Sunday, March 18, 2007

Yet more on unpasteurized milk

This post was updated on 30th April, 2007.

In the previous post I mentioned the potential for contraction or spread of disease that could result from the consumption of raw milk or products made from unpasteurized milk. In that case the consumers may have contracted salmonellosis from the milk.

This week the Grey Bruce Health Unit in Ontario, Canada, issued a press statement, warning pregnant women to avoid consumption of raw milk and unpasteurized dairy products. The warning was issued to help prevent listeriosis infection in newborn babies. The original release can be found at:

Non-pregnant humans are highly resistant to the infection, though if they do become infected, the symptoms can be very serious, including meningitis and sepsis (invasion of the blood or tissues by bacteria or their toxins). Pregnant women may contract Listeriosis, but show no serious symptoms beyond mild influenza-like signs. Their foetus, however, may be infected, resulting in abortion or stillbirth. If the infant is infected during delivery, symptoms of meningitis begin 1 to 4 weeks later.

The Grey Bruce Health Unit news release stated that it had received a laboratory-confirmed report of an infant who contracted the disease. The most likely source of infection was said to be the mother’s consumption of raw milk cheese.

The release went on to say that pregnant women are at a 17 times higher risk than the general population of contracting the disease.

My personal and professional opinion is that any perceived benefits of drinking raw milk are far outweighed by the risks, both to the individual and to others in the same household. This is supported by scientific evidence: In the last decade the Center for Disease Control and Prevention has documented more than a thousand cases of food-borne illness and two deaths, all caused by unpasteurized dairy products. I have advised my pregnant daughter-in-law to avoid raw milk and raw milk products.

Sunday, March 4, 2007

More on unpasteurized milk

The arguments about the desirability or otherwise of drinking unpasteurized milk continue. It seems that its proponents will hear nothing said against the practice; many scientists and doctors provide comment, often supported by case studies, that suggest that there are significant and serious risks associated with drinking unpasteurized milk.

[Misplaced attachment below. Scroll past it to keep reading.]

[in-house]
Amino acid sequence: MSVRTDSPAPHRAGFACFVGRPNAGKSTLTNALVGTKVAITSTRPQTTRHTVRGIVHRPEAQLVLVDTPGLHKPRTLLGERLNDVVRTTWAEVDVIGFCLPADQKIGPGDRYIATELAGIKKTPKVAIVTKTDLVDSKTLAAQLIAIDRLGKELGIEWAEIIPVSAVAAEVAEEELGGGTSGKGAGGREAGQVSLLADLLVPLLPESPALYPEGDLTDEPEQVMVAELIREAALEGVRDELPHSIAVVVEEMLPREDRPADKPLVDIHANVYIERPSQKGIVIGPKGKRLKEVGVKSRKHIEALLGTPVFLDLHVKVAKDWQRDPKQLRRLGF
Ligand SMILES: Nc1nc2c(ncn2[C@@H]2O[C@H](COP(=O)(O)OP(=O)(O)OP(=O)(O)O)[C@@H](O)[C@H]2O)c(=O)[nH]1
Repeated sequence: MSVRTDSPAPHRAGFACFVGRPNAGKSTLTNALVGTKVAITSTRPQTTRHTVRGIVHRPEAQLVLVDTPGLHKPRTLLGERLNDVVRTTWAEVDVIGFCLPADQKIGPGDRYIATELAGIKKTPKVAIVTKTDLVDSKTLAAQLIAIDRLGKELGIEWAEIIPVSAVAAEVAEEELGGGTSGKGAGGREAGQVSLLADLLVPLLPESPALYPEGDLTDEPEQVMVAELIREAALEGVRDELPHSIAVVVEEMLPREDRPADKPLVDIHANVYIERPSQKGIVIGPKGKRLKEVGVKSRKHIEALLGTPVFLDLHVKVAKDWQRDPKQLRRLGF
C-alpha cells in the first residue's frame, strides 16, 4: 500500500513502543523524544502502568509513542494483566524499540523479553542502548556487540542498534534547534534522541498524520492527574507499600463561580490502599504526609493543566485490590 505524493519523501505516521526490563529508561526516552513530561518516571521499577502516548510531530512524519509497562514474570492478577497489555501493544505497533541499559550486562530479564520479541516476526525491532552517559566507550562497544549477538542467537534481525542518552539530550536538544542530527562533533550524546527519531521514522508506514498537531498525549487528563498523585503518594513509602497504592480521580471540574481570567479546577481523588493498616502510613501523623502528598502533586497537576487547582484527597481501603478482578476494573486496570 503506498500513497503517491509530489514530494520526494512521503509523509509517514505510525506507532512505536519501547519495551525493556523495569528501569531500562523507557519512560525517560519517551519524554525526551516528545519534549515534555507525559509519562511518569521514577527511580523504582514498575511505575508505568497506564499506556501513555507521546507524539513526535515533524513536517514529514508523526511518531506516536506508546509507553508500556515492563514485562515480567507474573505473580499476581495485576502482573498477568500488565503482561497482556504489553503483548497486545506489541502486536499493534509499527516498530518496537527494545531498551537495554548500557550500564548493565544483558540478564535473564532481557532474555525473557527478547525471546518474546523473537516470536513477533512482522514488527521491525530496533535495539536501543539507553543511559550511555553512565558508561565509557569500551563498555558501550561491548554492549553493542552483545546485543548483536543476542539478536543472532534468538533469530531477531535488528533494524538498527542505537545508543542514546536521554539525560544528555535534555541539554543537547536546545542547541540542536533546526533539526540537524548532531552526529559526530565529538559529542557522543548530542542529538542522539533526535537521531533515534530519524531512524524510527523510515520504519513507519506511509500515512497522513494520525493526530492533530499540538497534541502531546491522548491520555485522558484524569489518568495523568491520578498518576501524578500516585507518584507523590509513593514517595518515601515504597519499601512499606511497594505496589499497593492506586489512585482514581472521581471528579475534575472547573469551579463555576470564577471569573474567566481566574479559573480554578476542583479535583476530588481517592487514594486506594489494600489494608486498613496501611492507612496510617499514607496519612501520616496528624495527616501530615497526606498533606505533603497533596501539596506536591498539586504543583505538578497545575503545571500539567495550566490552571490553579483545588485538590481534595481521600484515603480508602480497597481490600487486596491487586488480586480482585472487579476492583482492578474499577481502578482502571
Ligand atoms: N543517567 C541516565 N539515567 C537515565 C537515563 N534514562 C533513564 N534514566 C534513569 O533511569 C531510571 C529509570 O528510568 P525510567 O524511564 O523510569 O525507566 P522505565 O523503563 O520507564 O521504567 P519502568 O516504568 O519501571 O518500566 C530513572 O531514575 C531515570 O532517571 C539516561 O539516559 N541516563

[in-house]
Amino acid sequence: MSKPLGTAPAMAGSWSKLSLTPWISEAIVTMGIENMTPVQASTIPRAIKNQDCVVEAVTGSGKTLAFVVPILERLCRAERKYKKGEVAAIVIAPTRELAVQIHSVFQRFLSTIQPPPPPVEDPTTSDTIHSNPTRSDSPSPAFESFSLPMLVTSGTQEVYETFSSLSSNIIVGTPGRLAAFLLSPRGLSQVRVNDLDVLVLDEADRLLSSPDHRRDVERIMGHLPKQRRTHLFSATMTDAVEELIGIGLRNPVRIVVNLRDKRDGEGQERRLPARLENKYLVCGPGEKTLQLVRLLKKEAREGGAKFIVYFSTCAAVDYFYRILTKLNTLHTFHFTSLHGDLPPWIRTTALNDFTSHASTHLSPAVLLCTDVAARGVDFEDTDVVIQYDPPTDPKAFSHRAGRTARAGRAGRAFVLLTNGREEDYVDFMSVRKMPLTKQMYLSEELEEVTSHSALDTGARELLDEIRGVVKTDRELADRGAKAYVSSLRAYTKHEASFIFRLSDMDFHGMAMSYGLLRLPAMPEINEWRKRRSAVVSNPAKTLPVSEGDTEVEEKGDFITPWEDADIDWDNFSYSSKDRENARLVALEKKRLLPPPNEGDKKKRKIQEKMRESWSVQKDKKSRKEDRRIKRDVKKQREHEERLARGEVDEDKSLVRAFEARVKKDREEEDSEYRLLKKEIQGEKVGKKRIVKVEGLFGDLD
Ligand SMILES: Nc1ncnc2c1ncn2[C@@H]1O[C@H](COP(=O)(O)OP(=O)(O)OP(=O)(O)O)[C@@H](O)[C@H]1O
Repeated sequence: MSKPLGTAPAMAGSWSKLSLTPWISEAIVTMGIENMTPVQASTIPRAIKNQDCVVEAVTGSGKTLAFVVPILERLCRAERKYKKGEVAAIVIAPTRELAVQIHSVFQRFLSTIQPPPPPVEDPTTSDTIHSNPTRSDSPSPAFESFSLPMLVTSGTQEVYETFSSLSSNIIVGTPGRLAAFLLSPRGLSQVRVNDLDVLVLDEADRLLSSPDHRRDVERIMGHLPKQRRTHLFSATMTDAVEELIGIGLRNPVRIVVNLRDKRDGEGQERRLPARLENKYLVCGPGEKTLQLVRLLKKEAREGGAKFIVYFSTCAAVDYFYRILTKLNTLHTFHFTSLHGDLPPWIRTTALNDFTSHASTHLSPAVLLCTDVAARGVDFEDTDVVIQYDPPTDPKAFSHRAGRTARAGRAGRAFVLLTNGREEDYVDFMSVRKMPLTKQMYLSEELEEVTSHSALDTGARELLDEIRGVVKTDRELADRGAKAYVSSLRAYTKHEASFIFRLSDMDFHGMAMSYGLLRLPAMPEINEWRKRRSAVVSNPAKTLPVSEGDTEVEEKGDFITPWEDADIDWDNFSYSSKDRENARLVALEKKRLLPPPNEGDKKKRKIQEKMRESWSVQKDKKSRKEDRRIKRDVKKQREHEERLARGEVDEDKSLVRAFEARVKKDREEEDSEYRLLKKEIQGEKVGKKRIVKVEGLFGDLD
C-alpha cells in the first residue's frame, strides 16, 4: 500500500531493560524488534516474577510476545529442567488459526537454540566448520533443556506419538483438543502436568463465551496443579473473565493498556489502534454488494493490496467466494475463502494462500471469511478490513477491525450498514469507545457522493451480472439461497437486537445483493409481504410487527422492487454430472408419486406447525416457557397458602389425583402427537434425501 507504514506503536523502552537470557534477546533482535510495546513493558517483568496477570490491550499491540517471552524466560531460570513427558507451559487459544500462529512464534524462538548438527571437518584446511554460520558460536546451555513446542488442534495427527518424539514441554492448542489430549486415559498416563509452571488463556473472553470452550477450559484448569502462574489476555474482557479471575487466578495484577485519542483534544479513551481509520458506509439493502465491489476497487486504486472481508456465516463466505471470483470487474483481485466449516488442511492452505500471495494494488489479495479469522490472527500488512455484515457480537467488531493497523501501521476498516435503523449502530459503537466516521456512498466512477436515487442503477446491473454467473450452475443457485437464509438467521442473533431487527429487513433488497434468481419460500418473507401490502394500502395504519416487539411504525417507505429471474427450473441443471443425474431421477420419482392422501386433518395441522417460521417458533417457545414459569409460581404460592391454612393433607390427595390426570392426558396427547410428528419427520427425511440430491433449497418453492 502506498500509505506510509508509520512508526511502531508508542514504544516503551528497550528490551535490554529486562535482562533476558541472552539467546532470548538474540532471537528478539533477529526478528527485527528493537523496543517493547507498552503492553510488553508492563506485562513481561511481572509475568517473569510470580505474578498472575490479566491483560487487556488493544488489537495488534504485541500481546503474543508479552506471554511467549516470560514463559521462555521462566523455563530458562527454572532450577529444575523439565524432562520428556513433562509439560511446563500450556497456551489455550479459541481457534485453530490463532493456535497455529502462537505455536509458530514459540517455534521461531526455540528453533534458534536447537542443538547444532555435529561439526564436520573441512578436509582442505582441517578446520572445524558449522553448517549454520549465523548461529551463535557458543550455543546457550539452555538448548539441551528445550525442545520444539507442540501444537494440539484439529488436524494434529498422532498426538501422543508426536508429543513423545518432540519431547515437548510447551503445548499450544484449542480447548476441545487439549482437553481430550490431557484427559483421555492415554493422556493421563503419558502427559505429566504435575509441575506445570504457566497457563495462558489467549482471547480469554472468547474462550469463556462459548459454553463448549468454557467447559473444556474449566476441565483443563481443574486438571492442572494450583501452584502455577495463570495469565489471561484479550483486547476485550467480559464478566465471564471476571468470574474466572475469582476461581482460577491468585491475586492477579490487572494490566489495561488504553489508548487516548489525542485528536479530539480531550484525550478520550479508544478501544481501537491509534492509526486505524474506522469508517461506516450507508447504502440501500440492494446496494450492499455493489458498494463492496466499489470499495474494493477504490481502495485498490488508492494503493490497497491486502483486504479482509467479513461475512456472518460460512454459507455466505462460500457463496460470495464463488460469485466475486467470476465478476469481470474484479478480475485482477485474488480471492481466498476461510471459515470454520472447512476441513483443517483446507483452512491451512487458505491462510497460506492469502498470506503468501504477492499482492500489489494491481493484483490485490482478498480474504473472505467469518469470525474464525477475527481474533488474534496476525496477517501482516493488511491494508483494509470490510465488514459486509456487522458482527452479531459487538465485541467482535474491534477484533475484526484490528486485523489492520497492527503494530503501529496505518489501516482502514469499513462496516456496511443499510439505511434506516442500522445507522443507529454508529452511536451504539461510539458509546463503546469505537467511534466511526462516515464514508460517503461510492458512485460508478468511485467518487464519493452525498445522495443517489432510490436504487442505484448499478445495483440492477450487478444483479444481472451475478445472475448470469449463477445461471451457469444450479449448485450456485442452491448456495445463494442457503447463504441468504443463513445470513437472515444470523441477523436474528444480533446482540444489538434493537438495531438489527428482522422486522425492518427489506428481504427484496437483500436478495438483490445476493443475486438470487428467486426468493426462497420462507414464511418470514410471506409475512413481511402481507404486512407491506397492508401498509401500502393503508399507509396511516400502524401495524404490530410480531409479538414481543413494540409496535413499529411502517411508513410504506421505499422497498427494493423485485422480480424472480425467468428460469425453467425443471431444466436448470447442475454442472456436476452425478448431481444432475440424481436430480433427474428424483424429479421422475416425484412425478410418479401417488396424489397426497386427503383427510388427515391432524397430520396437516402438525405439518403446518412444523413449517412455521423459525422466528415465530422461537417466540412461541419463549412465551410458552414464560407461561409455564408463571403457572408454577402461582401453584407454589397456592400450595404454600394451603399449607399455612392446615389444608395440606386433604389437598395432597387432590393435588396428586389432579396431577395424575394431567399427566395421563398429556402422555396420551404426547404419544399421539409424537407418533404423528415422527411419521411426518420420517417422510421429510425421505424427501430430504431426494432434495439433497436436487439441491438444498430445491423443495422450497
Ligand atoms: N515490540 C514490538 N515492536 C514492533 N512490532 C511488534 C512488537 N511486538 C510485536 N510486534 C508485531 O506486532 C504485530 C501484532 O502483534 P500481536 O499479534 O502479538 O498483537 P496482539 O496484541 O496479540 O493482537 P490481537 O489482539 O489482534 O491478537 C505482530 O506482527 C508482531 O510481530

The following report was posted recently on the Food Safety Network mailing list on behalf of Doug Powell of Kansas State University:
WDBJ7 News
HARRISBURG, Pa. -- The Pennsylvania Health Department is, according to this story, warning consumers not to drink raw milk from a York County dairy farm after confirming that two people who drank it last month were sickened by salmonella.Health Secretary Calvin Johnson was cited as saying the state Agriculture Department has also obtained three samples from Stump Acres Dairy in New Salem that tested positive for salmonella.

Of course, the facts that two consumers of the product contracted salmonellosis and that samples taken from the dairy tested positive do not prove that the unpasteurized milk was the source, though detection of the same serotype in patients and the milk would be very strong evidence. However, the correlation between raw milk consumption and illness is hard to ignore.

There are sometimes suggestions that the pasteurization process is too severe. The process was originally designed to eliminate Salmonella, but was later modified to be slightly more rigorous to ensure that Coxiella burnetti (a rickettsia-like organism which is the cause of Q-fever - a febrile disease of man and which sometimes has serious sequellae), was eliminated. There is currently some investigation of the time/temperature relationships in milk pasteurization to see if there is a possibility of making the process less severe.